They bumped hips, grabbed each other’s waists, and slid by thigh to thigh. In another space in New York City, these women’s movements would be just right for late-night in a club downtown. But this was two in the afternoon in a glass squash court in mid-town.
A few nights back, I had missed a history-making match as the barely-out-of-college U.S. squash star Amanda Sobhy took out last year’s ToC champion, Egyptian phenom Raneem El Welily to advance to the quarter-finals of the J.P. Morgan Tournament of Champions. It was a huge upset, and I was not going to miss Sobhy’s next match on Tuesday afternoon against last year’s ToC finalist, Alison Waters.
But first up in the quarters was World Number One Laura Massaro of England on court with the eighteen year old Egyptian, Nouran Gohar. I wasn’t familiar with the World Number Ten, Gohar, but I was curious to see Massaro play and see what Sobhy would be up against if she got to the semis.
Turns out, I did see what Sobhy would be up against, only it wouldn’t be whom I thought. As soon as Gohar began racking up the points in the first game, I realized that this was not going to be a piece of cake for Massaro.
Massaro plays very consistant, well-educated, well-executed squash. She covers every inch of the court, has amazing instincts, and seems to have control of the pacing volume, so that if an opponent turns it in a way not to her liking, she cranks it up or down accordingly. That, and she knows most every shot in the book.
But the Egyptians know how to entertain, and Gohar had an electricity to her shot-making (cross-courts and volley drops and trickle boasts and cocoa pops – okay, I made that one up) that was seriously fun to watch, but deadly, too. She and Massaro traded points to 5-5 and then Gohar put together a run of points to 9-5. Yikes. At least that’s what I imagine Massaro was thinking. I mean, 9-5!
But instead of panicking, Massaro dug down in her number one body and mind and pulled out four points, dodged a game ball by Gohar, and then got the game herself when the ref refused a let to Gohar. 12-10 Massaro.
The second game was almost as close as the first, only in this one Massaro didn’t let Gohar get more than a point or two ahead. Both were hitting deep, moving each other around, until they were ready to pounce. And both were making some beautiful drops and volley drops. Some worked, some didn’t. They both have great instincts. And patience. At 10-9, Gohar hit deep, deep, deep, until ‘wham!’ she whipped her racquet around like a sword and the ball sliced down so fast that Massaro had no chance. 11-9 Gohar.
Massaro had to be trying to figure out how to stop this girl. Cutting confidence is always a good way to go, but that meant racking up more than a few points in a row, and that wasn’t happening. Until it did at 6-5, then 7-5, then 8-5, and then Massaro wrong-footed Gohar and Gohar, desperate to get back a few points, fumbled instead, and it was quickly 10-5. Massaro dropped a ball from a ways back and that was that for game three. 11-5 Massaro.
That could have been a turning point. I’m sure Massaro hoped it was. But instead Gohar came back for game four on fire. She grabbed the volume control from Massaro and cranked it up to high, like a teenager does when a favorite song comes on. And her song was on. Of course, Massaro wasn’t just standing by wondering ‘what is it with teenagers these days?’ She waited until Gohar’s solo ended at 3-0 and took advantage of a tinned volley drop to get back into the game. Pretty soon they were back to neck and neck and hip check to hip check. Going on four furiously played games, both players were moving a millisecond or so slower out of each other’s way and Gohar was awarded two stroke points. Another of her songs must’ve come on again at 8-8, because she lay down two absolutely gorgeous backhand drives and then sewed it up with one more for 11-8.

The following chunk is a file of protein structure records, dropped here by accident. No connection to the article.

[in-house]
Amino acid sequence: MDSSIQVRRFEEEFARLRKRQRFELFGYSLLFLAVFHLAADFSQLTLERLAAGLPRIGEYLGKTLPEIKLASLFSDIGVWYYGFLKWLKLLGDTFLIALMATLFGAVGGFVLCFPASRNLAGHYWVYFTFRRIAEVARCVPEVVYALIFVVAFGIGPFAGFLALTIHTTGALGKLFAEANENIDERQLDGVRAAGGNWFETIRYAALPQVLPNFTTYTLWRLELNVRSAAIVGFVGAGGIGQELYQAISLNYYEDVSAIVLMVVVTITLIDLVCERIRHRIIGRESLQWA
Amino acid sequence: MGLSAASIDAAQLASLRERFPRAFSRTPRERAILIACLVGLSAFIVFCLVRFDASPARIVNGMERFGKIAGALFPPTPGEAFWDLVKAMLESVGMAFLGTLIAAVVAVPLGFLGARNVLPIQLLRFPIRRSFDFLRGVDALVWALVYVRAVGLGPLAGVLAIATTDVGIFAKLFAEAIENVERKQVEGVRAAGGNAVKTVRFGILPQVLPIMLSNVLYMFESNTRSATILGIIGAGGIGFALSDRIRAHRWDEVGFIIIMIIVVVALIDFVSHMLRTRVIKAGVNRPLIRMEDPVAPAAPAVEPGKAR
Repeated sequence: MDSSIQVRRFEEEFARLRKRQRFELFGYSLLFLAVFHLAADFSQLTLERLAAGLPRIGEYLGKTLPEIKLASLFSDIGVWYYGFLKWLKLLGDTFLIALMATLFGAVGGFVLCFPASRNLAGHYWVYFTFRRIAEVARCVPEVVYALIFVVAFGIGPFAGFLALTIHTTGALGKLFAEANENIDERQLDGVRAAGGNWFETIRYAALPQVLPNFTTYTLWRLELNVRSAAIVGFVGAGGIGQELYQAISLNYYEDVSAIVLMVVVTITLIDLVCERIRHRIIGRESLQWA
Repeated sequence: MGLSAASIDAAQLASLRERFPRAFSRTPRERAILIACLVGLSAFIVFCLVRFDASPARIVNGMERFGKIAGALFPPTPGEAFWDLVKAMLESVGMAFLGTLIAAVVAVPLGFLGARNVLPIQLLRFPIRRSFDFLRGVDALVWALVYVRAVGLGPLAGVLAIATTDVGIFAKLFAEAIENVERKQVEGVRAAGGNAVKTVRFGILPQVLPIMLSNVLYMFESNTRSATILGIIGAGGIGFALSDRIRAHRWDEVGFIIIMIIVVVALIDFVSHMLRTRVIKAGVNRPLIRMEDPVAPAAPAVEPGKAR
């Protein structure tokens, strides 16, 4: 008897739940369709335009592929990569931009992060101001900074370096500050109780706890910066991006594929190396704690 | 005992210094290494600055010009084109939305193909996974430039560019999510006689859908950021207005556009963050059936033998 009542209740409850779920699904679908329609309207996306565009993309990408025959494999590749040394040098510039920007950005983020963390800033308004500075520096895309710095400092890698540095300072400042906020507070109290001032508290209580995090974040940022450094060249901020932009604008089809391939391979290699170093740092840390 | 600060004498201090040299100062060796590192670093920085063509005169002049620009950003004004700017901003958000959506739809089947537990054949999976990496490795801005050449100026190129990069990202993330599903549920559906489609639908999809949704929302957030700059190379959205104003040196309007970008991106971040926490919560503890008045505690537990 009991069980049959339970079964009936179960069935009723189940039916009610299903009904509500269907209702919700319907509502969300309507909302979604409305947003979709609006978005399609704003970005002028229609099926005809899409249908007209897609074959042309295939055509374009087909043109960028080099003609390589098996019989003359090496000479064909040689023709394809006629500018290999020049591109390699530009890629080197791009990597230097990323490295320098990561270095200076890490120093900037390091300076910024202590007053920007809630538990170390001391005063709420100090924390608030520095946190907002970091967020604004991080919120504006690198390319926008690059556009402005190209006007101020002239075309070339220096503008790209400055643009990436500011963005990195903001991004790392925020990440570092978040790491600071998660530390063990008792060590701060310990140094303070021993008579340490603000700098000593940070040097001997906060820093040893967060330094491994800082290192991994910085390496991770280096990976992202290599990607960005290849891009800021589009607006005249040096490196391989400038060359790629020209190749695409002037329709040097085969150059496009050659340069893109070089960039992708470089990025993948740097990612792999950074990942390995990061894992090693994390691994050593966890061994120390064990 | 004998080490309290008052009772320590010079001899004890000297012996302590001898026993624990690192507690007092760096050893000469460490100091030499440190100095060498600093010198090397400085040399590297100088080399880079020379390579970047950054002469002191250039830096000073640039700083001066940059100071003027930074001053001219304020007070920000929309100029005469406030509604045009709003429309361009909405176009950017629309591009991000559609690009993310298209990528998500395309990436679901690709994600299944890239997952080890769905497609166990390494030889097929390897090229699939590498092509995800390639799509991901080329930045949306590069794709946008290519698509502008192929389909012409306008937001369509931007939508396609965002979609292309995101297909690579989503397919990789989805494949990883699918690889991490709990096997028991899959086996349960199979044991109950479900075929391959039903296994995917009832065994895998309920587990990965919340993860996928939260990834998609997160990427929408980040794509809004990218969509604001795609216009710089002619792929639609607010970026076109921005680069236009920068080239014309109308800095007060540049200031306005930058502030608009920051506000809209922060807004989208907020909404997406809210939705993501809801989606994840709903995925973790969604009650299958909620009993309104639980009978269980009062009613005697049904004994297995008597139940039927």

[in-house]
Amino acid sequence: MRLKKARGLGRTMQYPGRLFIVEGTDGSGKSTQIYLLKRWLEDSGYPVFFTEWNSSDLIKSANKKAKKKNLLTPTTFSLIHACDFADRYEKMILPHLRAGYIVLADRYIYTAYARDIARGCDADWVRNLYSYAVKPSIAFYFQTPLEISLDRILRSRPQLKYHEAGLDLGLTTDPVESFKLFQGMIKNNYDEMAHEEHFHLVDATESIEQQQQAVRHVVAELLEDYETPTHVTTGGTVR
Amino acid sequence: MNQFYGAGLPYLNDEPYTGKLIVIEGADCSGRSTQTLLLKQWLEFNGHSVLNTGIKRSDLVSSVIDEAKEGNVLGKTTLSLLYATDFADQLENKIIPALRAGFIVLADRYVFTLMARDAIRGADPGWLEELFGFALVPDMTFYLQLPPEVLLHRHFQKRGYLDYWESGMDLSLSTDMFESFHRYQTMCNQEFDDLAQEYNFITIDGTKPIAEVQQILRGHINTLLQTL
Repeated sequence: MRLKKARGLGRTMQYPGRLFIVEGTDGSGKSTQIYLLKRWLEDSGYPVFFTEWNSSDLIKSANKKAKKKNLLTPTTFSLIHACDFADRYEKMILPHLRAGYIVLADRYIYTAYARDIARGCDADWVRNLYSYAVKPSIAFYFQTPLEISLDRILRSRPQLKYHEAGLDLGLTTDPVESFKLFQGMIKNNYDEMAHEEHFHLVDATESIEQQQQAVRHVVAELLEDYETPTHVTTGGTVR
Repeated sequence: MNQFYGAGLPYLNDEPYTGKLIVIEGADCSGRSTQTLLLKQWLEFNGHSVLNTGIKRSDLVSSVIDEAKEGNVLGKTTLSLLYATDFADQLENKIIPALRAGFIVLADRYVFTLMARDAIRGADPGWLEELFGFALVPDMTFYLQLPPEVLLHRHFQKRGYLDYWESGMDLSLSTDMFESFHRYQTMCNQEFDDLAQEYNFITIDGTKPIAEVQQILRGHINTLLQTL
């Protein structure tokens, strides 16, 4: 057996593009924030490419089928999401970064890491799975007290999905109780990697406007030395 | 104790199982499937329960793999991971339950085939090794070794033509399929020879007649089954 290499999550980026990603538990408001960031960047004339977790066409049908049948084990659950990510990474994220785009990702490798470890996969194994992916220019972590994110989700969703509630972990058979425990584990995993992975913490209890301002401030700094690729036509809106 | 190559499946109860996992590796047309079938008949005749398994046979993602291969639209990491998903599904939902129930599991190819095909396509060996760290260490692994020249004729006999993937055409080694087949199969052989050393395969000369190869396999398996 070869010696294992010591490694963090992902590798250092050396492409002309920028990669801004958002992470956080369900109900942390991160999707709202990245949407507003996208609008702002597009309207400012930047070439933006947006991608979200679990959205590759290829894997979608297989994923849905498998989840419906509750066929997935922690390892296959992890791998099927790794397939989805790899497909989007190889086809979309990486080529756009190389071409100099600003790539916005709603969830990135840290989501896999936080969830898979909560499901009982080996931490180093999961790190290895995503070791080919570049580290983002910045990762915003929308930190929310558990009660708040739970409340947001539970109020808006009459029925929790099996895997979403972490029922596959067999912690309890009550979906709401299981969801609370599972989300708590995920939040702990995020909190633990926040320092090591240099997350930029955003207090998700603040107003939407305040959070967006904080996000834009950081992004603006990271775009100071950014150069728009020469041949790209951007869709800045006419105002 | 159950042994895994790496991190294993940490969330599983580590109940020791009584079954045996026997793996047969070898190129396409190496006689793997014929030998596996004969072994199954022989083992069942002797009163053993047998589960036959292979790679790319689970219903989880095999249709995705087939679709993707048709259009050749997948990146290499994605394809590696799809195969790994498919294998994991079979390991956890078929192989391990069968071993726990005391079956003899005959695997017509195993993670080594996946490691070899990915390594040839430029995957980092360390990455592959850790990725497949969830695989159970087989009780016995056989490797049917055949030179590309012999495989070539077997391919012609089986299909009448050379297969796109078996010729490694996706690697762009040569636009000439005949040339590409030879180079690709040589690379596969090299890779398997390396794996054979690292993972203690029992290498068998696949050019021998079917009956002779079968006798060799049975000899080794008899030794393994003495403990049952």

I tried at first not to keep score in the 5th and final game. I just wanted to watch some really good squash. If this was my only match to watch of the day, I’d be a very happy squash fan. So I just made some minor observations, like: when Gohar winds up, she can crush the ball when she lets go. And, Massaro is my height, but I swear that her arms and legs look twice as long as mine. And questions like, why would it ever be a good idea to use the hit-off-the-backwall shot??
But at 4-4, I just can’t help writing the score down again. They are doing a lot of bumping into one another, some of which looks on purpose. Despite their fatigue, there are some long, patient points that seem to be saying, I’m right here with you. And they are, until 8 all. Again. Massaro muffs a ball in the back corner. 9-8. Then she gifts Gohar a stroke point. 10-8. Match point. Gohar bumps into Massaro and doesn’t get the let she asks for. 10-9. Another match point. It’s fast. Massaro goes up for a drop, swings . . . and gets tin. Nohar wins. 10-12, 11-9, 5-11, 11-8, 11-9 She looks like she might burst with happiness, or shock. “I am so so so happy,” she tells the tournament emcee. “Laura’s beaten me like six times before. To beat her in a match like this, I’m really happy.”
And I can’t help feeling really happy for her. Massaro made her work for every point.
So this is what Amanda Sobhy will be up against on Wednesday evening in the semi finals of the ToC. A player who doesn’t give up, has powerful drives and gorgeous finesse, and moves around a court like she’s more on it than off. In short, a player not unlike Sobhy. It will be a match not to miss, that’s for sure.